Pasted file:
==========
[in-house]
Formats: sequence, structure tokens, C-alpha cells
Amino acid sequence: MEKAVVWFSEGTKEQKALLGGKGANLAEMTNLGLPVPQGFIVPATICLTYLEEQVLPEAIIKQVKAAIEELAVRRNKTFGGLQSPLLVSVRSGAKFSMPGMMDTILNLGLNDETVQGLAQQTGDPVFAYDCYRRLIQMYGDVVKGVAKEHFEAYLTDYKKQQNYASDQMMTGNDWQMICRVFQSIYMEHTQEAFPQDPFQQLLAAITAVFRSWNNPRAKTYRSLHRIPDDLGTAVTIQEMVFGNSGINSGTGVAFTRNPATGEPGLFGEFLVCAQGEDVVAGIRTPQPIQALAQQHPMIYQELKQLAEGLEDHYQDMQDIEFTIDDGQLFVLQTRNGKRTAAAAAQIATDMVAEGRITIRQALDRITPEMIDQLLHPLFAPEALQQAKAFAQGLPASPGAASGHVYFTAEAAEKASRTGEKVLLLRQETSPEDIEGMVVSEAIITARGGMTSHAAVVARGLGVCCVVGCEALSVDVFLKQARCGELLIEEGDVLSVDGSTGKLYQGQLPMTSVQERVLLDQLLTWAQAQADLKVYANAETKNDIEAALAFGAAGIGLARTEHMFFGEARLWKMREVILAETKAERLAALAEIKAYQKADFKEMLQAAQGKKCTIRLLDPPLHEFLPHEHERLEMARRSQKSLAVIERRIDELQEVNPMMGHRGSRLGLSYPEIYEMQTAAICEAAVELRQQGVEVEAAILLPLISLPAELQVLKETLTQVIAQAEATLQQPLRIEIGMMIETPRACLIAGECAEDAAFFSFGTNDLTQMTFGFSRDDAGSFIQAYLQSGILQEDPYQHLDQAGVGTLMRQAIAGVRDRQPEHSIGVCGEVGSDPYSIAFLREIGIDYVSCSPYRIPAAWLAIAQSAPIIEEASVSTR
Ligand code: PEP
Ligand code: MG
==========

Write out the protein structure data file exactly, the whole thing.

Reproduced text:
[in-house]
Formats: sequence, structure tokens, C-alpha cells
Amino acid sequence: MEKAVVWFSEGTKEQKALLGGKGANLAEMTNLGLPVPQGFIVPATICLTYLEEQVLPEAIIKQVKAAIEELAVRRNKTFGGLQSPLLVSVRSGAKFSMPGMMDTILNLGLNDETVQGLAQQTGDPVFAYDCYRRLIQMYGDVVKGVAKEHFEAYLTDYKKQQNYASDQMMTGNDWQMICRVFQSIYMEHTQEAFPQDPFQQLLAAITAVFRSWNNPRAKTYRSLHRIPDDLGTAVTIQEMVFGNSGINSGTGVAFTRNPATGEPGLFGEFLVCAQGEDVVAGIRTPQPIQALAQQHPMIYQELKQLAEGLEDHYQDMQDIEFTIDDGQLFVLQTRNGKRTAAAAAQIATDMVAEGRITIRQALDRITPEMIDQLLHPLFAPEALQQAKAFAQGLPASPGAASGHVYFTAEAAEKASRTGEKVLLLRQETSPEDIEGMVVSEAIITARGGMTSHAAVVARGLGVCCVVGCEALSVDVFLKQARCGELLIEEGDVLSVDGSTGKLYQGQLPMTSVQERVLLDQLLTWAQAQADLKVYANAETKNDIEAALAFGAAGIGLARTEHMFFGEARLWKMREVILAETKAERLAALAEIKAYQKADFKEMLQAAQGKKCTIRLLDPPLHEFLPHEHERLEMARRSQKSLAVIERRIDELQEVNPMMGHRGSRLGLSYPEIYEMQTAAICEAAVELRQQGVEVEAAILLPLISLPAELQVLKETLTQVIAQAEATLQQPLRIEIGMMIETPRACLIAGECAEDAAFFSFGTNDLTQMTFGFSRDDAGSFIQAYLQSGILQEDPYQHLDQAGVGTLMRQAIAGVRDRQPEHSIGVCGEVGSDPYSIAFLREIGIDYVSCSPYRIPAAWLAIAQSAPIIEEASVSTR
Ligand code: PEP
Ligand code: MG